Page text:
Now we face a new chapter in the history of books in which they are being transformed into various digital formats for consumption by both readers who are long familiar with physical books, and new generations who are much more comfortable with all things digital. The printed book industry is facing major upheavals as the media transitions to digital formats. These changes will likely affect society in a similar way to the original printed word.

I want to explore the new forms that books are taking, and discover how readers are reacting to these forms. I hope to find out which formats are being favored, or if readers still prefer physical books on the whole. To narrow the focus of this paper, I will research several websites and digital book subscription offerings to discover what options are available and how they compare to one another. I expect that my findings will help me select a single media object, or maybe two or three for comparison, on which I can focus more carefully. I will also briefly review the history of book publishing and the relevant effects it has caused, to emphasize the magnitude of these new changes and provide background for the current status of the industry.

 Potential questions:

  1. How do new digital formats for books compare to each other and to physical books?
  2. What trends are emerging for digital book use vs. physical book use?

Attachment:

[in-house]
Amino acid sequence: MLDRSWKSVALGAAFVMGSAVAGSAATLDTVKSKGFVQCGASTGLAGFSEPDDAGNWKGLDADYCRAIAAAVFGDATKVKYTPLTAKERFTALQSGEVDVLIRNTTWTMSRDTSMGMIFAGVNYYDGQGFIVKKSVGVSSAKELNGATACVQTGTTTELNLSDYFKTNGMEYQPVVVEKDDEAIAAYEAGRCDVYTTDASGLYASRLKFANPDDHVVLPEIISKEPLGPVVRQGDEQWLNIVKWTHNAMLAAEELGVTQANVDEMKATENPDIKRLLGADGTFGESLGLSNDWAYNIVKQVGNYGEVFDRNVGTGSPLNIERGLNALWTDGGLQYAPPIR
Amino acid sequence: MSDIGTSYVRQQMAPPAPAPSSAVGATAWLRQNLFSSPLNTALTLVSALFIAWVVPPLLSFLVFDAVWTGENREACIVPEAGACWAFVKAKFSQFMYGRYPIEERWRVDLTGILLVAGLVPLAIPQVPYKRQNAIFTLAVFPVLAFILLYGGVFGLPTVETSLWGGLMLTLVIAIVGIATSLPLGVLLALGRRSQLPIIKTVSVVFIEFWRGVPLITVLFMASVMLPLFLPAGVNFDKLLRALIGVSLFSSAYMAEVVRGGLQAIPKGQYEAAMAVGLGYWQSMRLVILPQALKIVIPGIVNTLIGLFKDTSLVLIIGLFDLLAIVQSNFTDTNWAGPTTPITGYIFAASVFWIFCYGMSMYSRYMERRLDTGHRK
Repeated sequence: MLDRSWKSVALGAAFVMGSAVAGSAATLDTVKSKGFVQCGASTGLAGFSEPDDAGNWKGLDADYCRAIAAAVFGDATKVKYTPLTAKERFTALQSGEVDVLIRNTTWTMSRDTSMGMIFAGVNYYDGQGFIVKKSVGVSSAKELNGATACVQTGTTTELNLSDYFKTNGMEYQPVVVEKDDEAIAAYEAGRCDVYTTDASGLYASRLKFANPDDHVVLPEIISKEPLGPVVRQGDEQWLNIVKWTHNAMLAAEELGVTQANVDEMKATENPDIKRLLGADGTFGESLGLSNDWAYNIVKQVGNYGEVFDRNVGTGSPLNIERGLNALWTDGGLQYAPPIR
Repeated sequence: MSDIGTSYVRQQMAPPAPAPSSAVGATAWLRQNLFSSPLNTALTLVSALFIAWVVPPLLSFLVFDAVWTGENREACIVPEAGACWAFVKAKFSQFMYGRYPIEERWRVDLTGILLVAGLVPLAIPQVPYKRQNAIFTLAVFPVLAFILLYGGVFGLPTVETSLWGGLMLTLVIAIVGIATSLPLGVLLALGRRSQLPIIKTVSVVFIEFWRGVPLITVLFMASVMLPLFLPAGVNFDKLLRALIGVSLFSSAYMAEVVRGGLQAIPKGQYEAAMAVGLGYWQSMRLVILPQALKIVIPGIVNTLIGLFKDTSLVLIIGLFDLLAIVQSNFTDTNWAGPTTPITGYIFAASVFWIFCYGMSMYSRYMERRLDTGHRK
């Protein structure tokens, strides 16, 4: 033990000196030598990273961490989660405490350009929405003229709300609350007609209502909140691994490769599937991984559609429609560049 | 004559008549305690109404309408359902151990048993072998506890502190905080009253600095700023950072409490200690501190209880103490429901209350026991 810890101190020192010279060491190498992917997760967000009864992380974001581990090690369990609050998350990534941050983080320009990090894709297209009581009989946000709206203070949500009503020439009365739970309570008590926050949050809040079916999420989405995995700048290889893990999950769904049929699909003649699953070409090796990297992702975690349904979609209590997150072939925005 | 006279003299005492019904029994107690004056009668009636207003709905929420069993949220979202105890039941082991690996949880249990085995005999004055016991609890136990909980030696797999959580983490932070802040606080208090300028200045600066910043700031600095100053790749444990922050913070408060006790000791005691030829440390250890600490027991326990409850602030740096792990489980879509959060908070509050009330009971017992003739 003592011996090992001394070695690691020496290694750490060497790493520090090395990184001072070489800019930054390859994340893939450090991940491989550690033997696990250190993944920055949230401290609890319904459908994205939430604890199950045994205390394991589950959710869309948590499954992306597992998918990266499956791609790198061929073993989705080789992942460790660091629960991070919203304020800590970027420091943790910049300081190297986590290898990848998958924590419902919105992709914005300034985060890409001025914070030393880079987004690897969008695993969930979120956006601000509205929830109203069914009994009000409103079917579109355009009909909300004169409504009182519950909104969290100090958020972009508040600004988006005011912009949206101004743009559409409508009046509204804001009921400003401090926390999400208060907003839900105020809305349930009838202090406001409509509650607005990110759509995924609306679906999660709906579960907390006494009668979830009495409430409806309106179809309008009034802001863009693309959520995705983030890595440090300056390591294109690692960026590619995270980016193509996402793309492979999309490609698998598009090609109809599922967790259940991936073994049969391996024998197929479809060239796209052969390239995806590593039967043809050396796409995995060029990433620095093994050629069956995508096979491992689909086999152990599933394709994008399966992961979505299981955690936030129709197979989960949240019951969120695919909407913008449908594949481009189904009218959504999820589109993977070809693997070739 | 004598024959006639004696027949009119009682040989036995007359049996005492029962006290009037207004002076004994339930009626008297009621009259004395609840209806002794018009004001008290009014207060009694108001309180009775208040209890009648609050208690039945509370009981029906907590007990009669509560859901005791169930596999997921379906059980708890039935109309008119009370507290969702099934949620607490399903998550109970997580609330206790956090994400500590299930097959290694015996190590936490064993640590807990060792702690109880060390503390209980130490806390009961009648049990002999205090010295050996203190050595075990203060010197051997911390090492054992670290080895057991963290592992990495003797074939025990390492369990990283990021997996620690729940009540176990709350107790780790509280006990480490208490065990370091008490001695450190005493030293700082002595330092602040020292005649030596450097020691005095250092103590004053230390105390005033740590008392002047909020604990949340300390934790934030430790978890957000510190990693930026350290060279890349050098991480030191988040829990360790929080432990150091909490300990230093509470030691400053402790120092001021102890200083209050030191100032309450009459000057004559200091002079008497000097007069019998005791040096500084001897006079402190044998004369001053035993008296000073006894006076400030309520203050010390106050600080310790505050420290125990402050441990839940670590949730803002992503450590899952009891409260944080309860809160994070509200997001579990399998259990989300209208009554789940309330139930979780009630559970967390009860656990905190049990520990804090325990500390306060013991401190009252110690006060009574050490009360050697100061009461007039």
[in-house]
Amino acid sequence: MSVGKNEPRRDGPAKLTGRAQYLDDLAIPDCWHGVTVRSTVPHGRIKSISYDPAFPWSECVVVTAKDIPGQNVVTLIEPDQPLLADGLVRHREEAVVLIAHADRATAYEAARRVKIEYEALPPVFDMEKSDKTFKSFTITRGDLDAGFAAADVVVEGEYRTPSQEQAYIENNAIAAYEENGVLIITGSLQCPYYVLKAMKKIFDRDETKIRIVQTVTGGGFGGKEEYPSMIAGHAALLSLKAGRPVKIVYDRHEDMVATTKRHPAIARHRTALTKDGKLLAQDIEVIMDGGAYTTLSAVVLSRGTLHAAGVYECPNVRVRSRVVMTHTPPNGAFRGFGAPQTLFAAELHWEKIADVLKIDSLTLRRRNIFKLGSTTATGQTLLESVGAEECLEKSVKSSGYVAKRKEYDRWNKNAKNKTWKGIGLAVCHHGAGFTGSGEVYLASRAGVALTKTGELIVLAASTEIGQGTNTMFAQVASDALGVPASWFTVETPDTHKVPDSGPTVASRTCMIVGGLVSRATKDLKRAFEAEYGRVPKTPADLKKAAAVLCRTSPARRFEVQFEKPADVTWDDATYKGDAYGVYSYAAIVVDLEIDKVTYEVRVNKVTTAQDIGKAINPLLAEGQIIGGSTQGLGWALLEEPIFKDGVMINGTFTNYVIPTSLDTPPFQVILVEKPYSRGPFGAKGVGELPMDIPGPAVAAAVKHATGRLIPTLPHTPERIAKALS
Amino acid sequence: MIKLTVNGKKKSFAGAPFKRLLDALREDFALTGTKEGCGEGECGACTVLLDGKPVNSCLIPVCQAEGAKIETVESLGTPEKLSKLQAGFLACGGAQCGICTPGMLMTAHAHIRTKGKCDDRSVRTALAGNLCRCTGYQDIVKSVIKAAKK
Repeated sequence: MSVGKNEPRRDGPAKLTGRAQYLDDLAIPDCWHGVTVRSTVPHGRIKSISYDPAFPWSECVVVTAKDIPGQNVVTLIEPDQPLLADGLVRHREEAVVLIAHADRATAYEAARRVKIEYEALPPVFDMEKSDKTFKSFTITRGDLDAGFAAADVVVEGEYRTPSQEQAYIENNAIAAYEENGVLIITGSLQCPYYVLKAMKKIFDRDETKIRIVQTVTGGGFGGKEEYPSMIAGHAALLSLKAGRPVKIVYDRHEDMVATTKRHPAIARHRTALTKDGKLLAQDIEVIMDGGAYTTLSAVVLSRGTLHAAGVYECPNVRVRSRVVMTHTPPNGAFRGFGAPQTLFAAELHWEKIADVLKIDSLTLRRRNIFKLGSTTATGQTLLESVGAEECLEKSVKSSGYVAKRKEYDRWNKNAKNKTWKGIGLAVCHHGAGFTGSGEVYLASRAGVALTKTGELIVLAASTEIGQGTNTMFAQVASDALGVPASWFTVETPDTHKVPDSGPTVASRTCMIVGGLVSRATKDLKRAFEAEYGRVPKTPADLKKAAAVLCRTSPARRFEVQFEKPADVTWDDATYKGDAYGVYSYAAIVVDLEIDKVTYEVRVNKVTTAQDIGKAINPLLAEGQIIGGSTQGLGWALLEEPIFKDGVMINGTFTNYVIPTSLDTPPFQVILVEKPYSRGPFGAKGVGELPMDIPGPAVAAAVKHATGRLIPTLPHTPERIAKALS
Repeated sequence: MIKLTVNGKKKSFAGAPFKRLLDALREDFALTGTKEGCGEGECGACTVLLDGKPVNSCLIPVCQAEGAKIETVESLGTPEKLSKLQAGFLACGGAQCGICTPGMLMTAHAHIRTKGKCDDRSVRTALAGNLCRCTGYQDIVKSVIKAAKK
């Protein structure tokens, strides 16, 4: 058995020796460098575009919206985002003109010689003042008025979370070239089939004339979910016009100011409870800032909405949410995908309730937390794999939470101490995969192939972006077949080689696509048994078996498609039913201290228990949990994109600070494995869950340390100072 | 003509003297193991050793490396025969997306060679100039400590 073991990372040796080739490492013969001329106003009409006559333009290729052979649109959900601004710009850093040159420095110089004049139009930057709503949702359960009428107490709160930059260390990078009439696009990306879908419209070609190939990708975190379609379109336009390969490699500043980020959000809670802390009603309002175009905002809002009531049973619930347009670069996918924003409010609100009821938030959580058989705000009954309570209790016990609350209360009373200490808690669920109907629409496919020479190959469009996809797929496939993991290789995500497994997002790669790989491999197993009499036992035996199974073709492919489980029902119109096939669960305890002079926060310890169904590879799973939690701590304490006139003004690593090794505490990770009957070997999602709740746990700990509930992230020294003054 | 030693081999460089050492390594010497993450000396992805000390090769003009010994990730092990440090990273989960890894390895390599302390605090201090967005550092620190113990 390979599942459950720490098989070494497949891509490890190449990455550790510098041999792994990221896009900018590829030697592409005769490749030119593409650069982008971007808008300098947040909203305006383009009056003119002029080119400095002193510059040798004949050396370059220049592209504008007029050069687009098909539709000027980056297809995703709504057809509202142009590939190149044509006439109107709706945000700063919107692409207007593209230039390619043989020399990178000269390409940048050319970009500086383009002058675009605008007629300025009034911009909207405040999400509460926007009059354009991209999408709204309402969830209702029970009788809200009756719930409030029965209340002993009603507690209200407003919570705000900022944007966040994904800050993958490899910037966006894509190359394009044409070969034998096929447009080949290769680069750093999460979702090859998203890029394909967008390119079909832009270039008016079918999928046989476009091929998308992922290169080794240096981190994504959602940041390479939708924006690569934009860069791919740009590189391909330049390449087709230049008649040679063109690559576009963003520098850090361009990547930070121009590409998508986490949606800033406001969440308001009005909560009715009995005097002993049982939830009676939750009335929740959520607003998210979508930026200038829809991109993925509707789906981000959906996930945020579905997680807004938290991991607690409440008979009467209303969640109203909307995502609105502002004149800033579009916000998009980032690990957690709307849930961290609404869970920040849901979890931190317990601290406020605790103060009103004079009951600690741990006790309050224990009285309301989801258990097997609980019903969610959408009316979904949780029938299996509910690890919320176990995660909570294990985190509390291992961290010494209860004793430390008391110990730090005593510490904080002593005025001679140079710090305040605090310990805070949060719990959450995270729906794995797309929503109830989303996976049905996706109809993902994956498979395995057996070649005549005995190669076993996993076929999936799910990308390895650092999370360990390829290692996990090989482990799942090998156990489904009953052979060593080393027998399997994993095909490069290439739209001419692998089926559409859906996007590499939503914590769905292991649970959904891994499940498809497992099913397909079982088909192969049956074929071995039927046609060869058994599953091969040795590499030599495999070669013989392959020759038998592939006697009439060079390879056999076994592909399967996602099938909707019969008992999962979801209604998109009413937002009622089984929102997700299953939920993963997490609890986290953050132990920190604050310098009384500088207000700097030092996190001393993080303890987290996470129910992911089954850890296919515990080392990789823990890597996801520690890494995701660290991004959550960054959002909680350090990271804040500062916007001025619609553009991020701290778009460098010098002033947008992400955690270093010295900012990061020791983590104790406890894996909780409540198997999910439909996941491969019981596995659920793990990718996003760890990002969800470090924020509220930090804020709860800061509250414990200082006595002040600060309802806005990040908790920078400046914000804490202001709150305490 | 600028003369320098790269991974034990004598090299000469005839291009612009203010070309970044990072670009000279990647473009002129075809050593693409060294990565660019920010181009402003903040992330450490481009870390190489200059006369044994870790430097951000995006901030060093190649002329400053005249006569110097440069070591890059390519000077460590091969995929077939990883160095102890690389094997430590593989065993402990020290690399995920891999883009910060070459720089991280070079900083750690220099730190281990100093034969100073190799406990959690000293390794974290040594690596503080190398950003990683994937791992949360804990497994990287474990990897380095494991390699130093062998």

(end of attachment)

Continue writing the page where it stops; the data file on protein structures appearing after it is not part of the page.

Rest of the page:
3. Do book readers want to engage with literature the way they engage with magazines?
  4. Can they afford to do so? Will people sign up for yet another monthly charge?
  5. Will digital book subscribers have the intellectual bandwidth to consume what they bought? Does that matter?
  6. Will they come to trust or despise the online studios pushing books onto their phones and iPads any more or less than current physical book publishers?

Potential sources from outside of class:

Tate, R. (2014). The Future of Books Looks a Lot Like Netflix. Wired.com. Retrieved from http://www.wired.com/business/2014/03/books-become-magazines/

Peterson, P. (2014) Love libraries? Then you’re probably ahead of the technological curve. The Washington Post. Retrieved from http://www.washingtonpost.com/blogs/the-switch/wp/2014/03/13/love-libraries-then-youre-probably-ahead-of-the-technological-curve/

Open Library. Retrieved from https://openlibrary.org/

Nawotka, E. Bexar County’s Library on a Cloud. Texas Monthly. Retrieved from http://www.texasmonthly.com/story/bexar-countys-library-cloud

Allen, D. (2014). How Complexity Theory Affects Social Media, Streaming and Musicians. LinkedIn.com. Retrieved from http://www.linkedin.com/today/post/article/20140122193329-269150-complexity-theory-and-its-effect-on-social-media-streaming-music-services-and-musicians?goback=.nmp_*1_*1_*1_*1_*1_*1_*1_*1_*1_*1_*1&trk=nus-cha-roll-art-title

Potential sources from class readings:

Drahos and Braithwaite, Information Feudalism: Who Owns the Knowledge Economy?

McLuhan, “The Medium is the Message”